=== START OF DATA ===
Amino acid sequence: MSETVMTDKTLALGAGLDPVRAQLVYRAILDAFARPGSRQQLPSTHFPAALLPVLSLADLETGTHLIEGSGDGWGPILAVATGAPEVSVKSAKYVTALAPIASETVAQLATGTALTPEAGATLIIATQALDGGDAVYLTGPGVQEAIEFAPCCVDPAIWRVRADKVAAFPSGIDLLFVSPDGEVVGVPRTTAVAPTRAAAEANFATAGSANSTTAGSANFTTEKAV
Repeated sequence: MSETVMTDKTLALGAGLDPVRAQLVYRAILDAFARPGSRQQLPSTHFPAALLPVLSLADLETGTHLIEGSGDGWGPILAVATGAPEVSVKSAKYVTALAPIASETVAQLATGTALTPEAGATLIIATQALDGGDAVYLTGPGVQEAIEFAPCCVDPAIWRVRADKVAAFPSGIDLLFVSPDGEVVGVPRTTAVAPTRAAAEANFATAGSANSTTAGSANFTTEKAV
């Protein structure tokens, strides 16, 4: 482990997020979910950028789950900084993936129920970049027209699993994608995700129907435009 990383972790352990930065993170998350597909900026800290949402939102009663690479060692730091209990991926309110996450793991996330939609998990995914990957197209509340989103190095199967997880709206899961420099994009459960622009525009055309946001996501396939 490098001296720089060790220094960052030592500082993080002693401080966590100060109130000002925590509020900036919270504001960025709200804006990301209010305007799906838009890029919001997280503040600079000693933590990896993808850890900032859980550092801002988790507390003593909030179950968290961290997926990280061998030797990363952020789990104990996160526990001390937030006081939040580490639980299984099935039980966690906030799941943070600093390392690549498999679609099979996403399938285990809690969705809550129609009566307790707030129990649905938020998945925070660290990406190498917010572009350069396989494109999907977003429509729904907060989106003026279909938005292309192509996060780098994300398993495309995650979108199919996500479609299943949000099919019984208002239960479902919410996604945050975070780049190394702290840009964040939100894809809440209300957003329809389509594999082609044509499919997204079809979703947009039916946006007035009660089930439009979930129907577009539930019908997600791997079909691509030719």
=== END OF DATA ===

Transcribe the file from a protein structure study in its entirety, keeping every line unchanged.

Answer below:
Amino acid sequence: MSETVMTDKTLALGAGLDPVRAQLVYRAILDAFARPGSRQQLPSTHFPAALLPVLSLADLETGTHLIEGSGDGWGPILAVATGAPEVSVKSAKYVTALAPIASETVAQLATGTALTPEAGATLIIATQALDGGDAVYLTGPGVQEAIEFAPCCVDPAIWRVRADKVAAFPSGIDLLFVSPDGEVVGVPRTTAVAPTRAAAEANFATAGSANSTTAGSANFTTEKAV
Repeated sequence: MSETVMTDKTLALGAGLDPVRAQLVYRAILDAFARPGSRQQLPSTHFPAALLPVLSLADLETGTHLIEGSGDGWGPILAVATGAPEVSVKSAKYVTALAPIASETVAQLATGTALTPEAGATLIIATQALDGGDAVYLTGPGVQEAIEFAPCCVDPAIWRVRADKVAAFPSGIDLLFVSPDGEVVGVPRTTAVAPTRAAAEANFATAGSANSTTAGSANFTTEKAV
């Protein structure tokens, strides 16, 4: 482990997020979910950028789950900084993936129920970049027209699993994608995700129907435009 990383972790352990930065993170998350597909900026800290949402939102009663690479060692730091209990991926309110996450793991996330939609998990995914990957197209509340989103190095199967997880709206899961420099994009459960622009525009055309946001996501396939 490098001296720089060790220094960052030592500082993080002693401080966590100060109130000002925590509020900036919270504001960025709200804006990301209010305007799906838009890029919001997280503040600079000693933590990896993808850890900032859980550092801002988790507390003593909030179950968290961290997926990280061998030797990363952020789990104990996160526990001390937030006081939040580490639980299984099935039980966690906030799941943070600093390392690549498999679609099979996403399938285990809690969705809550129609009566307790707030129990649905938020998945925070660290990406190498917010572009350069396989494109999907977003429509729904907060989106003026279909938005292309192509996060780098994300398993495309995650979108199919996500479609299943949000099919019984208002239960479902919410996604945050975070780049190394702290840009964040939100894809809440209300957003329809389509594999082609044509499919997204079809979703947009039916946006007035009660089930439009979930129907577009539930019908997600791997079909691509030719």